On my last visit, I Thought I’d go back and see one of my old pals, Harry Blake, I didn’t ring I just escaped Swallow House in my third week, it was only my second trip out.
Harry’s house was down the lane from Apple Tree Cottage which by the way was shrouded in scaffolding, the usual quiet shattered by the hammering of the philistine builders. The noise struck me like a bolt of pain. I marched with limping resolution to Harry’s house.
The door opened and Doris stood there, she was dressed in an overcoat, and obviously ready to go out. She looked at me as though I’d crawled from under a rock.
“Oh John, what a surprise, look I’m sorry but I’m just on my way to the hospital, Harry’s had a stroke,” she was already locking the door. She turned and without breaking step marched to her car, I limped alongside.
“Is Harry all right? I’m really sorry to hear this Doris, anything I can do?”
She stopped to get into her car, hesitated for a moment. “Look I’m really sorry but I have to go.” She strapped herself in started the engine, then as if in afterthought she wound down the window and called. “I’ll tell him you called.” Then she was gone.
Doris was never one I could warm to, even in the old days, she always behaved as if I was disreputable and Johanna was not altogether be trusted because; a) – she was beautiful and b) – she was a foreigner. I always thought Harry was hard done by. Doris always disapproved of our gents’ night out at the pub every Wednesday. We had a lot of fun and occasionally we drank too much, but we always walked home. Sometimes Harry would come home with me and have a coffee or a drop of scotch. Johanna, always the welcoming hostess, loved him and he always made a fuss of her. He was always fun, always keen to look on the good side. I think he secretly envied Apple Tree House and what a happy home it was.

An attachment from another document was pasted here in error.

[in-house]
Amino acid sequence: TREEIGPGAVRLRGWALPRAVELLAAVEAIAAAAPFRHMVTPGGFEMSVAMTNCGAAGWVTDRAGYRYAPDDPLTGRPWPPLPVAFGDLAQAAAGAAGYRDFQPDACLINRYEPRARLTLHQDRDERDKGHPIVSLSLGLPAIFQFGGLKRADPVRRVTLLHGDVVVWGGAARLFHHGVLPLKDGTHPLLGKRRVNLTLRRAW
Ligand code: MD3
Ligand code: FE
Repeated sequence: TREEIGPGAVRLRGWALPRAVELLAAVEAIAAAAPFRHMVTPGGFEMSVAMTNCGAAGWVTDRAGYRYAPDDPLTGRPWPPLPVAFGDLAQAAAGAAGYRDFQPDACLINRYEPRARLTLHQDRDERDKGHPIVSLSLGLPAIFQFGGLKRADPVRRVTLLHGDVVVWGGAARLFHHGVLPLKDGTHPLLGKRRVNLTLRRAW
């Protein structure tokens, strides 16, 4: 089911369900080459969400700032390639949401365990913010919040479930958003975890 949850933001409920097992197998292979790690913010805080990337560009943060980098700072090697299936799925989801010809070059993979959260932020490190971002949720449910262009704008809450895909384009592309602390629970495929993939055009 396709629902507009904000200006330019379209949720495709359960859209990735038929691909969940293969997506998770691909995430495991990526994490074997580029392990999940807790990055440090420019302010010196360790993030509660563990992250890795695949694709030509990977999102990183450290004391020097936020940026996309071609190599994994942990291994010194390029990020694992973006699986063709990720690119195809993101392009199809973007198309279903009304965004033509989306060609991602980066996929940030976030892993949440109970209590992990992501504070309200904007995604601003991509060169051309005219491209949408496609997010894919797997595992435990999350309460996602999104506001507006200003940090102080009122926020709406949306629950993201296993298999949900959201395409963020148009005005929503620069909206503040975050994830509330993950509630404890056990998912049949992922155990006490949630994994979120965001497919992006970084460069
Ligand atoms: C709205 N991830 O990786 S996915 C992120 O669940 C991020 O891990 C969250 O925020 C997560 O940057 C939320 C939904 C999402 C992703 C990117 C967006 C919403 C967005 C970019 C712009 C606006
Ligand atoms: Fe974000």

On the bleak day of my ill planned visit I stood in the road, just empty and lonely. Disappointment shrouded me with a cool handed slap. ‘You can’t go back you old fool’, what are you thinking of?
Harry has since passed away, he was younger than me by a couple of years. I didn’t go to his funeral, I don’t like funerals, I don’t think I’ll have one. No, sod it, a complete waste of money, and I have a sneaking suspicion that no one would come to it anyway.
Before I moved to Apple Tree House, Margaret continued to work in the Hospital, the days passed slowly for her, the prospect of childlessness weighed heavily on her.
I was at work again and somehow fell on my feet and was able to resurrect some of my contacts of old. Things moneywise were beginning to settle down, we even payed the mortgage each month and had a few bucks over. Once again my job wrapped me up, and now looking back, I see that I didn’t focus on my lovely wife. I ignored the tired eyes, the slump in her figure, the loss of weight. As always, Margaret greeted me from my trips abroad, my late nights, and made me feel as though I was a hero, a man who was better than she deserved. Nothing, of course could have been further from the truth. I was nothing but an ambitious dim wit, who basked in success, who loved his job more than I loved my wife. I was so blind, I looked away from what was obvious. My darling girl, my beautiful Margaret was dying. Even when the chips were down, when she had to give up work, I still fooled myself that all would be well. Margaret would keep the home fires burning and I carried on from Qatar to Canada making a ‘successful’ fist of the business.
Then it all came crashing down, her pain could no longer be hidden, her courage could no longer mask her agony. The medics did their best, but looking back, it was an appalling amalgam of incompetence, heroism, courage and physical waste. Margaret died horribly, she died in searing pain where her shrieks of agony echoed around the so called rest or convalescent clinic. I remember the bleakness of that awful place, cancer was known but her case was hopeless. Pain killers were administered with a frugality of such meanness as to defy logic.
I held her, a bag of shattered bones, I hushed her as she screamed and I squeezed her with all the love I had. She died with a gasp that was both ghastly and welcome. That veil that had possessed her had at last been exorcised. I really wished to die with her. My life was in tatters. Emptiness had a new meaning. Margaret’s death had sucked the love from me, my core was empty and it hurt. I was thirty four, a limping old man on his way to an unwanted fortune.
Fifty years on, the August drizzle darkens another day, I pick up a book but I can’t concentrate. Is this what life has to offer? All this blood sweat and tears, for what? ‘Nothing’ is in the room, ‘nothing’, this loneliest companion, how I hate it.